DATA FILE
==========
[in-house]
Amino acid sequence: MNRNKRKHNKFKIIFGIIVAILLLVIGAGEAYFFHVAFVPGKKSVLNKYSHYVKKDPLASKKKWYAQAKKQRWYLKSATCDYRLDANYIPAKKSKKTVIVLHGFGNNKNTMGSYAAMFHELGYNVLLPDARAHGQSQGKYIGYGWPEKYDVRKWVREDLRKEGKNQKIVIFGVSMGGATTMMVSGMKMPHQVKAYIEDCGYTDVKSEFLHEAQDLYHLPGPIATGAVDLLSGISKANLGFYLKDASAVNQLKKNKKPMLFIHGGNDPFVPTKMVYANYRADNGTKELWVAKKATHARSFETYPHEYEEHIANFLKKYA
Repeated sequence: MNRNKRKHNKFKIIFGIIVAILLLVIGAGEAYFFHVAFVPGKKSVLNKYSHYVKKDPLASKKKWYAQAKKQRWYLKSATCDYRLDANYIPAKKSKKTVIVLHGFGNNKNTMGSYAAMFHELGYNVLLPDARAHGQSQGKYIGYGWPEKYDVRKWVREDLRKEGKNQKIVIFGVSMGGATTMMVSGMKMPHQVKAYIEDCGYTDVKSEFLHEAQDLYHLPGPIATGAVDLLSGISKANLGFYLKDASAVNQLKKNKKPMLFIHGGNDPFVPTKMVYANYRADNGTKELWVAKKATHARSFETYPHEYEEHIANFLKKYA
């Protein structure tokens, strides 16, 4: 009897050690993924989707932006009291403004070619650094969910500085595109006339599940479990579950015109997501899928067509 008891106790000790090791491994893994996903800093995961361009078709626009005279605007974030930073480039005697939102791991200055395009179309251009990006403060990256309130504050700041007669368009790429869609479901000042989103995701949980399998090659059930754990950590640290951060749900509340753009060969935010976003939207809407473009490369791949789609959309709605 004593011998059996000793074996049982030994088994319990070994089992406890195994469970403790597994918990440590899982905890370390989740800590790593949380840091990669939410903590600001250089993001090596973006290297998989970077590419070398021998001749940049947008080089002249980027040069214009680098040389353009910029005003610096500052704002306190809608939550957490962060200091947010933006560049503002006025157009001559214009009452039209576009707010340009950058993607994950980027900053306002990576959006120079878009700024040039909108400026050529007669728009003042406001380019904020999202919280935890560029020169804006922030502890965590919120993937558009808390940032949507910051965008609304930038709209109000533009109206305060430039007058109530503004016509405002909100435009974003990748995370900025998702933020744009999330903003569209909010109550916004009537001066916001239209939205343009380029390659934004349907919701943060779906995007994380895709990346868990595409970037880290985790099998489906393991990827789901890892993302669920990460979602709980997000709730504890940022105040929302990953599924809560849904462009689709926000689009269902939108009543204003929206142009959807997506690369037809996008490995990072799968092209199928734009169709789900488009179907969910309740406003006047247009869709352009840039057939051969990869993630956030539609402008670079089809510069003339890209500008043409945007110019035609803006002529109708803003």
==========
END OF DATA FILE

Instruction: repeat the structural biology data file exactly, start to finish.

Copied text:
[in-house]
Amino acid sequence: MNRNKRKHNKFKIIFGIIVAILLLVIGAGEAYFFHVAFVPGKKSVLNKYSHYVKKDPLASKKKWYAQAKKQRWYLKSATCDYRLDANYIPAKKSKKTVIVLHGFGNNKNTMGSYAAMFHELGYNVLLPDARAHGQSQGKYIGYGWPEKYDVRKWVREDLRKEGKNQKIVIFGVSMGGATTMMVSGMKMPHQVKAYIEDCGYTDVKSEFLHEAQDLYHLPGPIATGAVDLLSGISKANLGFYLKDASAVNQLKKNKKPMLFIHGGNDPFVPTKMVYANYRADNGTKELWVAKKATHARSFETYPHEYEEHIANFLKKYA
Repeated sequence: MNRNKRKHNKFKIIFGIIVAILLLVIGAGEAYFFHVAFVPGKKSVLNKYSHYVKKDPLASKKKWYAQAKKQRWYLKSATCDYRLDANYIPAKKSKKTVIVLHGFGNNKNTMGSYAAMFHELGYNVLLPDARAHGQSQGKYIGYGWPEKYDVRKWVREDLRKEGKNQKIVIFGVSMGGATTMMVSGMKMPHQVKAYIEDCGYTDVKSEFLHEAQDLYHLPGPIATGAVDLLSGISKANLGFYLKDASAVNQLKKNKKPMLFIHGGNDPFVPTKMVYANYRADNGTKELWVAKKATHARSFETYPHEYEEHIANFLKKYA
């Protein structure tokens, strides 16, 4: 009897050690993924989707932006009291403004070619650094969910500085595109006339599940479990579950015109997501899928067509 008891106790000790090791491994893994996903800093995961361009078709626009005279605007974030930073480039005697939102791991200055395009179309251009990006403060990256309130504050700041007669368009790429869609479901000042989103995701949980399998090659059930754990950590640290951060749900509340753009060969935010976003939207809407473009490369791949789609959309709605 004593011998059996000793074996049982030994088994319990070994089992406890195994469970403790597994918990440590899982905890370390989740800590790593949380840091990669939410903590600001250089993001090596973006290297998989970077590419070398021998001749940049947008080089002249980027040069214009680098040389353009910029005003610096500052704002306190809608939550957490962060200091947010933006560049503002006025157009001559214009009452039209576009707010340009950058993607994950980027900053306002990576959006120079878009700024040039909108400026050529007669728009003042406001380019904020999202919280935890560029020169804006922030502890965590919120993937558009808390940032949507910051965008609304930038709209109000533009109206305060430039007058109530503004016509405002909100435009974003990748995370900025998702933020744009999330903003569209909010109550916004009537001066916001239209939205343009380029390659934004349907919701943060779906995007994380895709990346868990595409970037880290985790099998489906393991990827789901890892993302669920990460979602709980997000709730504890940022105040929302990953599924809560849904462009689709926000689009269902939108009543204003929206142009959807997506690369037809996008490995990072799968092209199928734009169709789900488009179907969910309740406003006047247009869709352009840039057939051969990869993630956030539609402008670079089809510069003339890209500008043409945007110019035609803006002529109708803003």